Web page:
W.A. Dwiggins spent 20 years writing a series of stories about an imaginary civilization he called Athalinthia; he drew and painted more than 100 illustrations for these stories, many of which have never been seen. Dwiggins tried without success to get these stories published in 1928. Now, nearly 100 years later, Bruce Kennett, Dwiggins’ biographer, is far along in his mission to bring the original output into print.
Kennett is among the leading Dwiggins scholars. In 2018, he authored and designed W. A. Dwiggins: A Life in Design, the first full-scale biography. It was published in trade and deluxe editions. As its publisher, Letterform Archive, notes, Kennett’s book “offers an engaging and inspiring overview of the designer’s wide-ranging creative output and lasting impact on the graphic arts.” Kennett’s meticulous exploration of the life and work of the artist-craftsman who some argue introduced the term graphic design into popular usage is a pleasure to read and view. Auspiciously labeled “Archive Publication No. 1,” Letterform’s editions are still available.
Thanks to the efforts of Dwig’s legion of admirers, his varied bodies of work—type and lettering, book and publication, stencil and decoration—have become known as touchstones in design history. But Dwiggins, while a master of graphics and a maestro at puppetry, was also an accomplished essayist, satirist and nonfiction and fiction author. He was a keen fantasist with a bottomless imagination. In 1915, one of his pieces was selected for Houghton Mifflin’s annual compilation, Best Short Stories. “Many people are, however, unfamiliar with this aspect of his work,” asserts Kennett. And this is where the current project fills a gaping hole.
Working from his clapboard studio in Hingham, Mass., from 1910–1926, Dwiggins created a series of pieces about an imaginary place he named Athalinthia—a place perhaps akin to Persia a thousand years ago, or Uzbekistan in the 1920s. “He never said,” notes Kennett. Dwiggins drew and painted more than 100 images expressly for this universe. “This is W.A.D. at his most fanciful, his most personal.”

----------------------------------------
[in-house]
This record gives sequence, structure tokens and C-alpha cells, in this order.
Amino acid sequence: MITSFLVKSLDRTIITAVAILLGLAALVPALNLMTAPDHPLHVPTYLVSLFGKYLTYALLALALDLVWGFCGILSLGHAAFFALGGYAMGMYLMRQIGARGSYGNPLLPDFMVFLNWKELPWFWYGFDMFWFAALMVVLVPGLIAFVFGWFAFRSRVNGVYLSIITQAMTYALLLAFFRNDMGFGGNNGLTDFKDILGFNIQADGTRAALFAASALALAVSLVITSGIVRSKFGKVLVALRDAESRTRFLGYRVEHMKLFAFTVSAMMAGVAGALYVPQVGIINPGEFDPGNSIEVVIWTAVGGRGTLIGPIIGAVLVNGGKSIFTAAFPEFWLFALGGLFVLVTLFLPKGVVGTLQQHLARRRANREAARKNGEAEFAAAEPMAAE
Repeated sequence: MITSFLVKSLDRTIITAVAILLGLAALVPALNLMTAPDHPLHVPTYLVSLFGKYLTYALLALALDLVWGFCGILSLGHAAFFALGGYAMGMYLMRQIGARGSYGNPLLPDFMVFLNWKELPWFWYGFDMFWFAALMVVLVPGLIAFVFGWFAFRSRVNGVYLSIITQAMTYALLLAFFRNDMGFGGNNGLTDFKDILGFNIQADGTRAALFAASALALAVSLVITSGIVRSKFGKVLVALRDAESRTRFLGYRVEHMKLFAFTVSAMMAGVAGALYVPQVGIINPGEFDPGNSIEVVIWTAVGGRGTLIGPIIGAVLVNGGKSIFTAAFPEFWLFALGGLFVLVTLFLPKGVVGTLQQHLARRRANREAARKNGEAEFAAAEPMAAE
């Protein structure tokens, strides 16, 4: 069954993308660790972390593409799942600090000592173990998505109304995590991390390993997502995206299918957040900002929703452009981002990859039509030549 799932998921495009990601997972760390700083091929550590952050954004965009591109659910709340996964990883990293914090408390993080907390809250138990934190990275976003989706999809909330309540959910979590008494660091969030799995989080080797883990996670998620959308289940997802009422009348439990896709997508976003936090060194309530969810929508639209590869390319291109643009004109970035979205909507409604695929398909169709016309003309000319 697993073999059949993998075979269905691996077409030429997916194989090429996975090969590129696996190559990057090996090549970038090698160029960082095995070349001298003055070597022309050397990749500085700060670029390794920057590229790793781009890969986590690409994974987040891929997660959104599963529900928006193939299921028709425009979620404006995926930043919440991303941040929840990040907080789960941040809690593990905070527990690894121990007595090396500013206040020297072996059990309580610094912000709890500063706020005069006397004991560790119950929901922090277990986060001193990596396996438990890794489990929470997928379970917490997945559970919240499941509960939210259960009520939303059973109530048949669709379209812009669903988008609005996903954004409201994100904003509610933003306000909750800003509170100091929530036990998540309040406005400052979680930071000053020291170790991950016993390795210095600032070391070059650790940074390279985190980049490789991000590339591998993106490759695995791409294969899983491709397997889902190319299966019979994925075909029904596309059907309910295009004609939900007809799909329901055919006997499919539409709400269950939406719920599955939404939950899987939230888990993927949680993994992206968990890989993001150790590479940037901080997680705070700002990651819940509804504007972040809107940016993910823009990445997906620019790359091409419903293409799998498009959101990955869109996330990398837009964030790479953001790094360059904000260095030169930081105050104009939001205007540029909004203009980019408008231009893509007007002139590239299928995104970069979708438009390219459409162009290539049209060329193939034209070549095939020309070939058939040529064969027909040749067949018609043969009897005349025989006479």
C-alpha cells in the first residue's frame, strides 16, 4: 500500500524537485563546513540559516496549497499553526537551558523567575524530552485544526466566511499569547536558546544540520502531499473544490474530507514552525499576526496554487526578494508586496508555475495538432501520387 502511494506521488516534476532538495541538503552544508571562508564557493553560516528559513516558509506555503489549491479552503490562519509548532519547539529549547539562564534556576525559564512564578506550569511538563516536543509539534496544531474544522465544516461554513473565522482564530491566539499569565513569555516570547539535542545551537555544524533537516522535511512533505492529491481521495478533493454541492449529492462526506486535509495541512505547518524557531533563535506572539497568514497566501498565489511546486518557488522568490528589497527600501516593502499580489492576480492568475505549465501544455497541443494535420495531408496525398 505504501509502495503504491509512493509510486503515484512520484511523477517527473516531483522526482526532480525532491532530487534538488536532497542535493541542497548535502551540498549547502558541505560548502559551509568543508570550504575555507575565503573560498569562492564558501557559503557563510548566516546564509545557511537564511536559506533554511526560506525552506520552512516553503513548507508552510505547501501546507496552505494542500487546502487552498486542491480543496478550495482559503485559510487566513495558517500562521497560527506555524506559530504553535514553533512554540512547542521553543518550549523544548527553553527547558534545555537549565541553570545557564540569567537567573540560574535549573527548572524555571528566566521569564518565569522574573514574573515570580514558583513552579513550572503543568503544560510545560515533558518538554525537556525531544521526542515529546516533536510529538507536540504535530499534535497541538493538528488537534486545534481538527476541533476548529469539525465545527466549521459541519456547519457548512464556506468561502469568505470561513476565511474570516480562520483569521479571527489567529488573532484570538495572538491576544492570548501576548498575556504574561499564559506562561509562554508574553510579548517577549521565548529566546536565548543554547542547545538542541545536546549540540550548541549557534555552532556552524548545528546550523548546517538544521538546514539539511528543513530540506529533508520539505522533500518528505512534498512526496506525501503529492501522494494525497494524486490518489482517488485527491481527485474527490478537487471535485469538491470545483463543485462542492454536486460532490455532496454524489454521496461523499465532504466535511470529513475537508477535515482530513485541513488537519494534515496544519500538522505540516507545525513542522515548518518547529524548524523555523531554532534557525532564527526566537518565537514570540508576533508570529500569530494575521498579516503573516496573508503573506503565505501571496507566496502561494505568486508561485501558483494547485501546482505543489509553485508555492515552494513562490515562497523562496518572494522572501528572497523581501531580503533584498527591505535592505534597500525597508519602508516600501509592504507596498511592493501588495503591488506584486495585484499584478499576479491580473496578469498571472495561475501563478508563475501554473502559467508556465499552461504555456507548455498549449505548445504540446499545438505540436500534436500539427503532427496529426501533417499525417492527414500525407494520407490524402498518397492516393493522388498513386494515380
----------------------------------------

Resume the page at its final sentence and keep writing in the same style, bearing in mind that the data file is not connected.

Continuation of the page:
Wise and witty stories, they are a pleasure to read, but to savor the line and color art is its own special experience. Dwiggins’ oft-changing experiments with styles and materials from 1910 until 1950 include pen-and-ink drawings, watercolor paintings, prints in multiple colors from woodcuts or stencils, and even split-fountain silkscreen. Three and fragments of a fourth of the 11 stories were published (but are extremely rare today). After his death in 1956 the work was filed away. While Kennett researched the massive amount of Dwiggins’ papers and artifacts in the Boston Public Library, he discovered that all of the Athalinthia stories and illustrations were intact. “I resolved that one day I would make this book for him,” he explains, “all 11 stories gathered together in one volume, with the pictures he’d made for them.”
Now, nearly 100 years later, Kennett is so ready to recreate the original limited-editions that you can virtually smell the inks. As he says, “in these troubling times, stories such as these are a comfort for all of us to have on our bookshelves.”
Thanks to crowdfunding, this goal is within Kennett’s grasp and the books are within your reach. For information about supporting the mission and reserving copies, click here.